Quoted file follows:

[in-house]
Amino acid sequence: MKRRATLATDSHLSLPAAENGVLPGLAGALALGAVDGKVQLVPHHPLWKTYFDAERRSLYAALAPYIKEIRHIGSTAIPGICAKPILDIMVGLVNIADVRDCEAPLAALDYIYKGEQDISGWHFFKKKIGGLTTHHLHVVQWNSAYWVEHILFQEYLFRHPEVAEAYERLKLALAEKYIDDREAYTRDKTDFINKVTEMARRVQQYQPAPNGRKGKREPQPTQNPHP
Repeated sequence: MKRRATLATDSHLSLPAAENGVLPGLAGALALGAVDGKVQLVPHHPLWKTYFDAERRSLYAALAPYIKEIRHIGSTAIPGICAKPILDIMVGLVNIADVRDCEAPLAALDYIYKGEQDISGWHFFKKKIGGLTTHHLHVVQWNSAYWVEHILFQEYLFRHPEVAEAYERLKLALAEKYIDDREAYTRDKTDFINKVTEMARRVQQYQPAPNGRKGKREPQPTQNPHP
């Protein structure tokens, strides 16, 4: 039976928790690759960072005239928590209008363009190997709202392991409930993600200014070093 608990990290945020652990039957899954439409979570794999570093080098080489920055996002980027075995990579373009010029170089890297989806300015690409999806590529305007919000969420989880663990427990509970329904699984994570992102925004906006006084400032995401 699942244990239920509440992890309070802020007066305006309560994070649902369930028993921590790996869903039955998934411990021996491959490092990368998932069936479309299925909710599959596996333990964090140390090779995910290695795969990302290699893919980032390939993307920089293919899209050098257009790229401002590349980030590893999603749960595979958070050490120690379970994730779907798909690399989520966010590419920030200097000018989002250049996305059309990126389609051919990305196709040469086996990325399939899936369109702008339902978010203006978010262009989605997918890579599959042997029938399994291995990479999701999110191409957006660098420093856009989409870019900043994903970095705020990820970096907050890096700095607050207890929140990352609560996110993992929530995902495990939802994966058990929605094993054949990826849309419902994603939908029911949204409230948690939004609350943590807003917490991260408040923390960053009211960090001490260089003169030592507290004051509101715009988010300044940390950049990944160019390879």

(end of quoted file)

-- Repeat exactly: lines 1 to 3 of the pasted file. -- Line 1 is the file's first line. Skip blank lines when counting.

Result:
[in-house]
Amino acid sequence: MKRRATLATDSHLSLPAAENGVLPGLAGALALGAVDGKVQLVPHHPLWKTYFDAERRSLYAALAPYIKEIRHIGSTAIPGICAKPILDIMVGLVNIADVRDCEAPLAALDYIYKGEQDISGWHFFKKKIGGLTTHHLHVVQWNSAYWVEHILFQEYLFRHPEVAEAYERLKLALAEKYIDDREAYTRDKTDFINKVTEMARRVQQYQPAPNGRKGKREPQPTQNPHP
Repeated sequence: MKRRATLATDSHLSLPAAENGVLPGLAGALALGAVDGKVQLVPHHPLWKTYFDAERRSLYAALAPYIKEIRHIGSTAIPGICAKPILDIMVGLVNIADVRDCEAPLAALDYIYKGEQDISGWHFFKKKIGGLTTHHLHVVQWNSAYWVEHILFQEYLFRHPEVAEAYERLKLALAEKYIDDREAYTRDKTDFINKVTEMARRVQQYQPAPNGRKGKREPQPTQNPHP